Best Bet
  • (4.7) 72 reviews
  • Available Prices: $12,015–$20,803
  • Body Style: Sedan
  • Combined MPG: 29-30
  • Engine: 184-hp, 2.5-liter I-4 (regular gas)
  • Drivetrain: Front-wheel Drive
  • Transmission: 6-speed automatic w/OD and auto-manual
2015 Mazda Mazda6

Our Take on the Latest Model 2015 Mazda Mazda6

What We Don't Like

  • Steering feedback
  • Gas engine's lack of low-rpm power
  • Touch-screen is on the small side at 5.8 inches available
  • No engine temperature gauge

Notable Features

  • Gas engine gets up to 38 mpg highway
  • Standard 17-inch alloy wheels
  • Low-speed collision avoidance system with auto-braking available

2015 Mazda Mazda6 Reviews

Cars.com Expert Reviews

Editor's note: This review was written in February 2013 about the 2014 Mazda6. Little of substance has changed with this year's model. To see what's new for 2015, click here, or check out a side-by-side comparison of the two model years.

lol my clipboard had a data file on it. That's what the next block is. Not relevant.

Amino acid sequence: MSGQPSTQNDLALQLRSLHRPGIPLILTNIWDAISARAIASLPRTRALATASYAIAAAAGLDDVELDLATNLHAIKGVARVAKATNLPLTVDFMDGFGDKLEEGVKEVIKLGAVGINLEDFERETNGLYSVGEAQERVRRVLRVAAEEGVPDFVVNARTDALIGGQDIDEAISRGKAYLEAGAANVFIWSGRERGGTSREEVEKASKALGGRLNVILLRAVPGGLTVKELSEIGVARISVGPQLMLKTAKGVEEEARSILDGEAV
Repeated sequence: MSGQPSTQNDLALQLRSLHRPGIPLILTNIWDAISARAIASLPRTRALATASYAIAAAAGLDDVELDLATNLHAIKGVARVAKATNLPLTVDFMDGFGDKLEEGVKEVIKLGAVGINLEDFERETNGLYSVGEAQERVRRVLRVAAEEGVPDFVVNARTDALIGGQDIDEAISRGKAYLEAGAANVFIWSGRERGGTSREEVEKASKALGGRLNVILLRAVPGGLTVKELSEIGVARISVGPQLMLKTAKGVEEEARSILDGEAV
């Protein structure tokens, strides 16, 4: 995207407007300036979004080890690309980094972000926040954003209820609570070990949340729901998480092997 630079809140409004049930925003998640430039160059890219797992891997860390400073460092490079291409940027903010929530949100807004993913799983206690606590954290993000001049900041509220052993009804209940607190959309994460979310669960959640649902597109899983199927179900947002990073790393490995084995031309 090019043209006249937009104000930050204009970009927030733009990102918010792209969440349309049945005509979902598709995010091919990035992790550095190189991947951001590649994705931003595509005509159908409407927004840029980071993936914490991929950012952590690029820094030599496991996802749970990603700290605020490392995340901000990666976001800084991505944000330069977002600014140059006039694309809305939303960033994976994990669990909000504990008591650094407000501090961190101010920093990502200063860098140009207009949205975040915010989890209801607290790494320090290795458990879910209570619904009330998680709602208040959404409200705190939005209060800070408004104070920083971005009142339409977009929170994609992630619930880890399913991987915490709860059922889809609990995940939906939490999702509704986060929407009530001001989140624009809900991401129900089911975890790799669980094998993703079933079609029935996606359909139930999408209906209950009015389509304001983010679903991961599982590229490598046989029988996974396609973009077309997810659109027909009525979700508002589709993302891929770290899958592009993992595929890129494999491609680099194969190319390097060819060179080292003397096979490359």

I've always liked the driver-focused nature and distinctive design of the Mazda6 midsize sedan, but its sales have languished far below the class leaders. For 2014, Mazda makes another charge at the segment heavyweights with an all-new version.

Besides sharp styling and a sporty driving experience, the 2014 Mazda6 comes armed with something even more important that positions it to challenge the segment leaders: fuel economy that's at the top of the class.

At an event held by the automaker in Austin, Texas, I tested both manual- and automatic-transmission versions of the 2014 Mazda6. The base Sport trim with a six-speed manual transmission starts at $21,675 (all Mazda6 prices cited include a $795 destination charge). The as-tested prices of the models I drove — a six-speed manual Sport and a top-level Grand Touring with a six-speed automatic — were $21,675 and $31,490, respectively. To see the Mazda6's specs compared with the Ford Fusion, Honda Accord and Nissan Altima, click here.

The New Face of Mazda